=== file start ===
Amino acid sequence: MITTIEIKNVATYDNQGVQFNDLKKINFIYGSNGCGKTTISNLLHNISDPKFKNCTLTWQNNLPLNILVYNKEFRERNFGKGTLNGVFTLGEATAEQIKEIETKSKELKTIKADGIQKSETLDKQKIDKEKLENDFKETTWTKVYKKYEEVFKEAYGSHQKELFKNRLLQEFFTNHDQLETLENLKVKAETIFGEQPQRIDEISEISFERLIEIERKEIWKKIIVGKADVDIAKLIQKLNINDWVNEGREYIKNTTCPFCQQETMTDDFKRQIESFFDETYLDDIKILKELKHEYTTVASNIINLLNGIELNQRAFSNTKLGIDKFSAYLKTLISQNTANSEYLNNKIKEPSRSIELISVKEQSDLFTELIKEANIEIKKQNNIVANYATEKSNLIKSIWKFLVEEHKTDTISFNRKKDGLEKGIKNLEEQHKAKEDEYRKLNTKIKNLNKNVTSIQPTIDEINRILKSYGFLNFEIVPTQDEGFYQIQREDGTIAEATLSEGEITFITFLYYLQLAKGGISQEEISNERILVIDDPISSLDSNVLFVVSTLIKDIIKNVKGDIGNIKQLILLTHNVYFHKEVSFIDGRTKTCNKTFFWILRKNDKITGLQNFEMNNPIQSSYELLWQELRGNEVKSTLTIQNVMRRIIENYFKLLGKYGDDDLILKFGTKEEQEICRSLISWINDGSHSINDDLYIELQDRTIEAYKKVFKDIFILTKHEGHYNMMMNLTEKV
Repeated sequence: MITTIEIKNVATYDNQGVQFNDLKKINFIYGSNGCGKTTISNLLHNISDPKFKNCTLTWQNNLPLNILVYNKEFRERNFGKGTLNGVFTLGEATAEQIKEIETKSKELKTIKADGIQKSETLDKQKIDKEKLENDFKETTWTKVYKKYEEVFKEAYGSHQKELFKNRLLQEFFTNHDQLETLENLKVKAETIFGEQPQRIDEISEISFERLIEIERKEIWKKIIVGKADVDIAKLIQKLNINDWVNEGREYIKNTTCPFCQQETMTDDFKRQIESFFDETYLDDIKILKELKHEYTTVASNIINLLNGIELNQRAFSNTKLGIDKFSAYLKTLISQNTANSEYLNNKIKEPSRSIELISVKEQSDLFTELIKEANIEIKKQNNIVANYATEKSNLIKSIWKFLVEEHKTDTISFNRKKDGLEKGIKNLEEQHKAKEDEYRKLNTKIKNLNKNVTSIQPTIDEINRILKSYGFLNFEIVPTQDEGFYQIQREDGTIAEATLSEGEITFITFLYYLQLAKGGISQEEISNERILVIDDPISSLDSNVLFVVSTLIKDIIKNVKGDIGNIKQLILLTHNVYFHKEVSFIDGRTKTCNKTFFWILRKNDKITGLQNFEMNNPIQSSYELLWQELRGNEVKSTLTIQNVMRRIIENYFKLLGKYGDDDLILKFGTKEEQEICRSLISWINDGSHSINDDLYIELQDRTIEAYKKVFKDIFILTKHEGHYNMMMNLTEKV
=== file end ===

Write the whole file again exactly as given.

Amino acid sequence: MITTIEIKNVATYDNQGVQFNDLKKINFIYGSNGCGKTTISNLLHNISDPKFKNCTLTWQNNLPLNILVYNKEFRERNFGKGTLNGVFTLGEATAEQIKEIETKSKELKTIKADGIQKSETLDKQKIDKEKLENDFKETTWTKVYKKYEEVFKEAYGSHQKELFKNRLLQEFFTNHDQLETLENLKVKAETIFGEQPQRIDEISEISFERLIEIERKEIWKKIIVGKADVDIAKLIQKLNINDWVNEGREYIKNTTCPFCQQETMTDDFKRQIESFFDETYLDDIKILKELKHEYTTVASNIINLLNGIELNQRAFSNTKLGIDKFSAYLKTLISQNTANSEYLNNKIKEPSRSIELISVKEQSDLFTELIKEANIEIKKQNNIVANYATEKSNLIKSIWKFLVEEHKTDTISFNRKKDGLEKGIKNLEEQHKAKEDEYRKLNTKIKNLNKNVTSIQPTIDEINRILKSYGFLNFEIVPTQDEGFYQIQREDGTIAEATLSEGEITFITFLYYLQLAKGGISQEEISNERILVIDDPISSLDSNVLFVVSTLIKDIIKNVKGDIGNIKQLILLTHNVYFHKEVSFIDGRTKTCNKTFFWILRKNDKITGLQNFEMNNPIQSSYELLWQELRGNEVKSTLTIQNVMRRIIENYFKLLGKYGDDDLILKFGTKEEQEICRSLISWINDGSHSINDDLYIELQDRTIEAYKKVFKDIFILTKHEGHYNMMMNLTEKV
Repeated sequence: MITTIEIKNVATYDNQGVQFNDLKKINFIYGSNGCGKTTISNLLHNISDPKFKNCTLTWQNNLPLNILVYNKEFRERNFGKGTLNGVFTLGEATAEQIKEIETKSKELKTIKADGIQKSETLDKQKIDKEKLENDFKETTWTKVYKKYEEVFKEAYGSHQKELFKNRLLQEFFTNHDQLETLENLKVKAETIFGEQPQRIDEISEISFERLIEIERKEIWKKIIVGKADVDIAKLIQKLNINDWVNEGREYIKNTTCPFCQQETMTDDFKRQIESFFDETYLDDIKILKELKHEYTTVASNIINLLNGIELNQRAFSNTKLGIDKFSAYLKTLISQNTANSEYLNNKIKEPSRSIELISVKEQSDLFTELIKEANIEIKKQNNIVANYATEKSNLIKSIWKFLVEEHKTDTISFNRKKDGLEKGIKNLEEQHKAKEDEYRKLNTKIKNLNKNVTSIQPTIDEINRILKSYGFLNFEIVPTQDEGFYQIQREDGTIAEATLSEGEITFITFLYYLQLAKGGISQEEISNERILVIDDPISSLDSNVLFVVSTLIKDIIKNVKGDIGNIKQLILLTHNVYFHKEVSFIDGRTKTCNKTFFWILRKNDKITGLQNFEMNNPIQSSYELLWQELRGNEVKSTLTIQNVMRRIIENYFKLLGKYGDDDLILKFGTKEEQEICRSLISWINDGSHSINDDLYIELQDRTIEAYKKVFKDIFILTKHEGHYNMMMNLTEKV